In my very first post in this blog in April, 2007, I said that my “ethnic background is relevant in helping me to understand my cultural make-up but is irrelevant in defining my status as a citizen of Malaysia”.
And long before Muhyiddin’s controversial ‘Malay first, Malaysian second’ pronouncement, I had, in a post entitled ‘All Malaysians are sons of the soil’ said : “Let me state unequivocally that I am firstly Malaysian. My Malay heritage in this regard bears no relevance whatsoever.
I hope that none of you will begrudge my saying that in over three years of posting on this blog, I have consistently urged for an end to ethnic-based politics.
Outside of blogosphere, too, I have again and again advocated that if the rakyat are to collectively take back ownership of the nation, along with its institutions and processes, we need to overcome the ‘tribal think’ that has plagued us for so long and start to think and act as Malaysians, first and foremost.
However, changing the hearts and minds of the rakyat, after some 50 years of ethnic-based politics, requires the wholehearted commitment of all quarters to dismantling a half century of divide and rule along racial lines and putting in its place a people-friendly, transparent system of governance, complete with an affirmative program that is completely needs and merit based, overseen by a board of trustees made up of men and women of unquestionable integrity.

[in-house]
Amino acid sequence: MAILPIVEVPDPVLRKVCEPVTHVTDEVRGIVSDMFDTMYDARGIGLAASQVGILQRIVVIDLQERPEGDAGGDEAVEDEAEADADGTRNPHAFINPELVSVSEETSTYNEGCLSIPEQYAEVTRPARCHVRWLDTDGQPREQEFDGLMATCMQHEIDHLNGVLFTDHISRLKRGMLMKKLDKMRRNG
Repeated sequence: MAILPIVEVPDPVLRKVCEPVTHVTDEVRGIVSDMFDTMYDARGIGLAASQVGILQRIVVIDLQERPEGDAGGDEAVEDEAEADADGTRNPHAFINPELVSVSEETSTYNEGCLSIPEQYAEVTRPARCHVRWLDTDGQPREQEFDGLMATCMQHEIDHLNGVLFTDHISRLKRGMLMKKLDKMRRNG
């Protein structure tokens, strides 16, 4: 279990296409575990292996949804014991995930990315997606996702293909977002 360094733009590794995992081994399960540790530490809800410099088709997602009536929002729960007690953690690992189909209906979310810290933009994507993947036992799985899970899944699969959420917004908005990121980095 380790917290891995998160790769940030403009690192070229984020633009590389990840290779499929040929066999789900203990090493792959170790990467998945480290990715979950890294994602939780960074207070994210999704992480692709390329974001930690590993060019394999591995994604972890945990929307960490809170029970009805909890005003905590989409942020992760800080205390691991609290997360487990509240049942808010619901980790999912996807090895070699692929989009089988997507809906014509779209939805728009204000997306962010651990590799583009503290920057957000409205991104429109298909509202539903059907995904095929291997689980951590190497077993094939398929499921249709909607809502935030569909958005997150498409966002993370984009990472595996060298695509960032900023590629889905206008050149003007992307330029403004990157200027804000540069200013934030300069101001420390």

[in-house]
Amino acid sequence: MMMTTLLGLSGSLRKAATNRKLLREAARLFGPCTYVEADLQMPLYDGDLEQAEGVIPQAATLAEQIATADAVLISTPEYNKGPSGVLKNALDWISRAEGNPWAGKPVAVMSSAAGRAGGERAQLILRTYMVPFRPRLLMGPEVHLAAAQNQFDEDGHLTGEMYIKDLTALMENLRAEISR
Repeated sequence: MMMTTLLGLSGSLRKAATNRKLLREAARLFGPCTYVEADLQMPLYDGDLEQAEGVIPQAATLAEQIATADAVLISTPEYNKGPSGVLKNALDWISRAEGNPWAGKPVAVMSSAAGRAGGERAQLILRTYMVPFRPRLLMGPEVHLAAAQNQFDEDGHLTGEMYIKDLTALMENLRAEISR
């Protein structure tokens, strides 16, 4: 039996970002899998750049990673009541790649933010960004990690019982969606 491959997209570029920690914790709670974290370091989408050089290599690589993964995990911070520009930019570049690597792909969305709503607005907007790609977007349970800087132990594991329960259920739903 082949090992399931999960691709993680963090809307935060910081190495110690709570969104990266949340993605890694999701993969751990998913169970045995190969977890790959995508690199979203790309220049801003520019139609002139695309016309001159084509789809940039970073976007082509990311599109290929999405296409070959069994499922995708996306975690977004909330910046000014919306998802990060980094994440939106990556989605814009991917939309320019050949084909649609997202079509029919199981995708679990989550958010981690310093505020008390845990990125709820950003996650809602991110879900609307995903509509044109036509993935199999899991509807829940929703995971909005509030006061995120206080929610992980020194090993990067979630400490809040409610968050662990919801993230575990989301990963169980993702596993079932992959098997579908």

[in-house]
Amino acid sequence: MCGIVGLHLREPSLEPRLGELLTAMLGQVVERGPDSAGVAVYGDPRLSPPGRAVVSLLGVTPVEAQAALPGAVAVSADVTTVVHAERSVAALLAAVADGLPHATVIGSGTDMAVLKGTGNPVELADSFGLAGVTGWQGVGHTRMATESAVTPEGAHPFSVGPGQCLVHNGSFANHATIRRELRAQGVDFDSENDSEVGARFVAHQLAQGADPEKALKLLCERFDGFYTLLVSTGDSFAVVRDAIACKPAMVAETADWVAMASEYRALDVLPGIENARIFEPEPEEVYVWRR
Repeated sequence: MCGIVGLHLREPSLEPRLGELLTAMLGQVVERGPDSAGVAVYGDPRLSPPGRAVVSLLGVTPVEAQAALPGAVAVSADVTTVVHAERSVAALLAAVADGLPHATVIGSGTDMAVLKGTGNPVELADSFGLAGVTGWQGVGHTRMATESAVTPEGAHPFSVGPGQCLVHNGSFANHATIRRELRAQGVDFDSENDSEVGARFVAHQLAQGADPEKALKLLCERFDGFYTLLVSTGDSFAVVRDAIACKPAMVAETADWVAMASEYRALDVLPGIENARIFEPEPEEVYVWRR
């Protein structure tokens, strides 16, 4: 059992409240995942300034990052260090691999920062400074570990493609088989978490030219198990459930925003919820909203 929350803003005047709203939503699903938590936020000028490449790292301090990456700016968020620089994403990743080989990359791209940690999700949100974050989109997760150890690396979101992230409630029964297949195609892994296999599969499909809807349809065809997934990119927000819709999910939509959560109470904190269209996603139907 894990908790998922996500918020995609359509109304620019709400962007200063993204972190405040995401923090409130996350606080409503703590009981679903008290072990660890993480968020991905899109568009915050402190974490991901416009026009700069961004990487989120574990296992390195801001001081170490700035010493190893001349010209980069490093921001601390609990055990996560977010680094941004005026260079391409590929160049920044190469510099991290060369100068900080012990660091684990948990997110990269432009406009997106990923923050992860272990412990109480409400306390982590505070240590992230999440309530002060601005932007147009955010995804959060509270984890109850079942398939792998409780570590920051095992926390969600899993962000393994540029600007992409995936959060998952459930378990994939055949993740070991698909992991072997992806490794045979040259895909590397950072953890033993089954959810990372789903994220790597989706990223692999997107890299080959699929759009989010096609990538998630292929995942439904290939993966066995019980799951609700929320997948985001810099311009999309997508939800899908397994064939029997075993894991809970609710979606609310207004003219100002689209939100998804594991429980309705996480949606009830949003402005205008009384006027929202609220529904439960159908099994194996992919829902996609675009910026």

Where do our political leaders fit into this?
At its core, Barisan Nasional is still ethnic-based.
And it does not look like it will change very soon.
PAS, by its very definition and constitution, is communal in that it is a party for Muslims.
DAP, whether through its own doing or otherwise, is perceived as a Chinese party.
What of PKR?
PKR touts itself as the only truly multiracial party in the country.
Even if so, is this what we want?
A party consciously multiracial, rather than consciously non-racial?
Am I making much ado out of nothing?
When Jenapala asserts, as his reasons for aspiring to the post of deputy president, the need to offer real representation for the alleged 40% Indian membership in the party, should this inspire confidence that PKR is leading the way in dismantling the communal-based politics of the last 50 years?
When Azmin, in his ceramah, reassures that the Muslims, as the majority community in the country will, through PKR, defend and ensure justice for the other minority communities, should we feel comforted by this in that, in PKR, the end days of divide and rule politics in our nation is in sight?
I lamented about this to a friend the other day.
His response stunned me for its sparse and simplistic pronouncement of the truth.
“The change that you desire will not come from the politicians. It can only come through the rakyat”.